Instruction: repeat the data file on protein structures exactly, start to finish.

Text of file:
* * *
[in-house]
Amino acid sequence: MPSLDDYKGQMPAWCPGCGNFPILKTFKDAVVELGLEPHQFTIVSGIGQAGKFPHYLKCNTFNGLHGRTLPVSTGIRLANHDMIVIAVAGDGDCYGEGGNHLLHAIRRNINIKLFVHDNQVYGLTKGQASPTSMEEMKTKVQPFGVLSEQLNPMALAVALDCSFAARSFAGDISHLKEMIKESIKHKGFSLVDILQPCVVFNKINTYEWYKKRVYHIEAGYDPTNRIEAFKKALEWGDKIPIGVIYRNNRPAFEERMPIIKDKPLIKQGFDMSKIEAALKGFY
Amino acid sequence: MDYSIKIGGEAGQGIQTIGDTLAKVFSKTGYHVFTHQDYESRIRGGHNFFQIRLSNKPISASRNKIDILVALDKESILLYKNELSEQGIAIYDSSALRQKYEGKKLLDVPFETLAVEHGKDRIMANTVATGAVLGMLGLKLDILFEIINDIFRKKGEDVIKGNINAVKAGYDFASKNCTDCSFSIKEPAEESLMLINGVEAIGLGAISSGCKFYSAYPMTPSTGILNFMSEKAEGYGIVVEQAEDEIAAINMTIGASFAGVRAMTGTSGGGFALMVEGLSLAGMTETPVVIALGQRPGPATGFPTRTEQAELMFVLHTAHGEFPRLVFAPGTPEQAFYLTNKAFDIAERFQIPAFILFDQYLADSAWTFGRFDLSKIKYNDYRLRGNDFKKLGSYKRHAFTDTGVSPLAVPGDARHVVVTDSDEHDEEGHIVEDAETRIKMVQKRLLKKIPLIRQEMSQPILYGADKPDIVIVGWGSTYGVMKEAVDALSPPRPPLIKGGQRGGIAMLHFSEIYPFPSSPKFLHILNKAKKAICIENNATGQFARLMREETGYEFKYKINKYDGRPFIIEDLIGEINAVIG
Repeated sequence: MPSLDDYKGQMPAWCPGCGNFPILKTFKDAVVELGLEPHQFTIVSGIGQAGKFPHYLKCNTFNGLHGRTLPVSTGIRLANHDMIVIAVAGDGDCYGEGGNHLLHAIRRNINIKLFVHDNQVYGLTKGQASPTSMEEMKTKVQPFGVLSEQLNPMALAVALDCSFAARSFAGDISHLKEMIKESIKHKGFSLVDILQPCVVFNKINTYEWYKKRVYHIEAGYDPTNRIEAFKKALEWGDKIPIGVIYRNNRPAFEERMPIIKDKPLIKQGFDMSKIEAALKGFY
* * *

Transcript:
[in-house]
Amino acid sequence: MPSLDDYKGQMPAWCPGCGNFPILKTFKDAVVELGLEPHQFTIVSGIGQAGKFPHYLKCNTFNGLHGRTLPVSTGIRLANHDMIVIAVAGDGDCYGEGGNHLLHAIRRNINIKLFVHDNQVYGLTKGQASPTSMEEMKTKVQPFGVLSEQLNPMALAVALDCSFAARSFAGDISHLKEMIKESIKHKGFSLVDILQPCVVFNKINTYEWYKKRVYHIEAGYDPTNRIEAFKKALEWGDKIPIGVIYRNNRPAFEERMPIIKDKPLIKQGFDMSKIEAALKGFY
Amino acid sequence: MDYSIKIGGEAGQGIQTIGDTLAKVFSKTGYHVFTHQDYESRIRGGHNFFQIRLSNKPISASRNKIDILVALDKESILLYKNELSEQGIAIYDSSALRQKYEGKKLLDVPFETLAVEHGKDRIMANTVATGAVLGMLGLKLDILFEIINDIFRKKGEDVIKGNINAVKAGYDFASKNCTDCSFSIKEPAEESLMLINGVEAIGLGAISSGCKFYSAYPMTPSTGILNFMSEKAEGYGIVVEQAEDEIAAINMTIGASFAGVRAMTGTSGGGFALMVEGLSLAGMTETPVVIALGQRPGPATGFPTRTEQAELMFVLHTAHGEFPRLVFAPGTPEQAFYLTNKAFDIAERFQIPAFILFDQYLADSAWTFGRFDLSKIKYNDYRLRGNDFKKLGSYKRHAFTDTGVSPLAVPGDARHVVVTDSDEHDEEGHIVEDAETRIKMVQKRLLKKIPLIRQEMSQPILYGADKPDIVIVGWGSTYGVMKEAVDALSPPRPPLIKGGQRGGIAMLHFSEIYPFPSSPKFLHILNKAKKAICIENNATGQFARLMREETGYEFKYKINKYDGRPFIIEDLIGEINAVIG
Repeated sequence: MPSLDDYKGQMPAWCPGCGNFPILKTFKDAVVELGLEPHQFTIVSGIGQAGKFPHYLKCNTFNGLHGRTLPVSTGIRLANHDMIVIAVAGDGDCYGEGGNHLLHAIRRNINIKLFVHDNQVYGLTKGQASPTSMEEMKTKVQPFGVLSEQLNPMALAVALDCSFAARSFAGDISHLKEMIKESIKHKGFSLVDILQPCVVFNKINTYEWYKKRVYHIEAGYDPTNRIEAFKKALEWGDKIPIGVIYRNNRPAFEERMPIIKDKPLIKQGFDMSKIEAALKGFY